Bible Reading: 2 Samuel 14.21-33
2 Samuel 14.21-33
Then the king said to Joab, “Behold now, I will surely do this thing; go therefore, bring back the young man Absalom.” Joab fell on his face to the ground, prostrated himself and blessed the king; then Joab said, “Today your servant knows that I have found favor in your sight, O my lord, the king, in that the king has performed the request of his servant.” So Joab arose and went to Geshur and brought Absalom to Jerusalem. However the king said, “Let him turn to his own house, and let him not see my face.” So Absalom turned to his own house and did not see the king’s face. Now in all Israel was no one as handsome as Absalom, so highly praised; from the sole of his foot to the crown of his head there was no defect in him. When he cut the hair of his head (and it was at the end of every year that he cut it, for it was heavy on him so he cut it), he weighed the hair of his head at 200 shekels by the king’s weight. To Absalom there were born three sons, and one daughter whose name was Tamar; she was a woman of beautiful appearance. Now Absalom lived two full years in Jerusalem, and did not see the king’s face. Then Absalom sent for Joab, to send him to the king, but he would not come to him. So he sent again a second time, but he would not come. Therefore he said to his servants, “See, Joab’s field is next to mine, and he has barley there; go and set it on fire.” So Absalom’s servants set the field on fire. Then Joab arose, came to Absalom at his house and said to him, “Why have your servants set my field on fire?” Absalom answered Joab, “Behold, I sent for you, saying, ‘Come here, that I may send you to the king, to say, “Why have I come from Geshur? It would be better for me still to be there.” ’ Now therefore, let me see the king’s face, and if there is iniquity in me, let him put me to death.” So when Joab came to the king and told him, he called for Absalom. Thus he came to the king and prostrated himself on his face to the ground before the king, and the king kissed Absalom.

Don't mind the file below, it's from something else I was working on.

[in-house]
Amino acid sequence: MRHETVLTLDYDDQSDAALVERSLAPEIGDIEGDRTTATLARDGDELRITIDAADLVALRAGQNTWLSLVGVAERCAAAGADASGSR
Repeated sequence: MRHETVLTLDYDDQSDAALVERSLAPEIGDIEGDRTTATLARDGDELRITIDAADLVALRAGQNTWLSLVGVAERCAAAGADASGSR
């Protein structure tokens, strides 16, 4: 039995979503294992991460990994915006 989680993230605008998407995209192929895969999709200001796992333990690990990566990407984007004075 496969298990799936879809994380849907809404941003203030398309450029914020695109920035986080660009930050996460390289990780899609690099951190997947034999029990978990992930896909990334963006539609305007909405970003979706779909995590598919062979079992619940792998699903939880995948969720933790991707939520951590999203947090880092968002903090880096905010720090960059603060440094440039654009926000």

What would you give to have a fantastic head of hair? According to ABC News, men in the U.S. spend almost one billion per year fighting baldness. A 2017 survey found that women spend about $80 and 11 hours per month on their hair at home and in the salon. The average woman will drop $55,000 in her lifetime on hair products and treatments. In today’s passage, we discover King David’s son Absalom was famous for his gorgeous (and incredibly thick) head of hair, and he didn’t have to spend a dime to get it!
After some prodding from Joab, David brings Absalom (and his amazing hair) back home to Israel from exile in Geshur. Although his brother Amnon was guilty of committing a heinous crime against his sister, Absalom sinned when he chose to take justice into his own hands and murder him. To call King David’s family situation complicated and broken would be an understatement! Although Absalom is back in Israel, David confines him to his own house and refuses to meet with him. It seems David’s purpose in this was an attempt to bring Absalom to full repentance for his sin and perhaps to show the people that the popular and handsome Absalom was not above the law.
Frustrated that he could not meet with his father the King, Absalom commits an act of vandalism to force the issue. Remember how the Prodigal Son came back to his father humble and repentant (Luke 15:18-19)? In contrast, Absalom comes back and burns Joab’s fields. When they finally meet, David’s fondness for Absalom wins out over his role as chief judge of Israel. He grants Absalom forgiveness without real repentance or resolution to the wrong done. Because of this, what appears to be a loving reconciliation between father and son will ultimately lead to outright rebellion and death.
As believers, we must be on guard against any sense entitlement or self-justification in how we approach our heavenly Father. Praise God that He loves us even more than David loved Absalom – too much to turn a blind eye to our sin.
Weekly Memory Verse: O taste and see that the Lord is good; how blessed is the man who takes refuge in Him! Psalm 34.8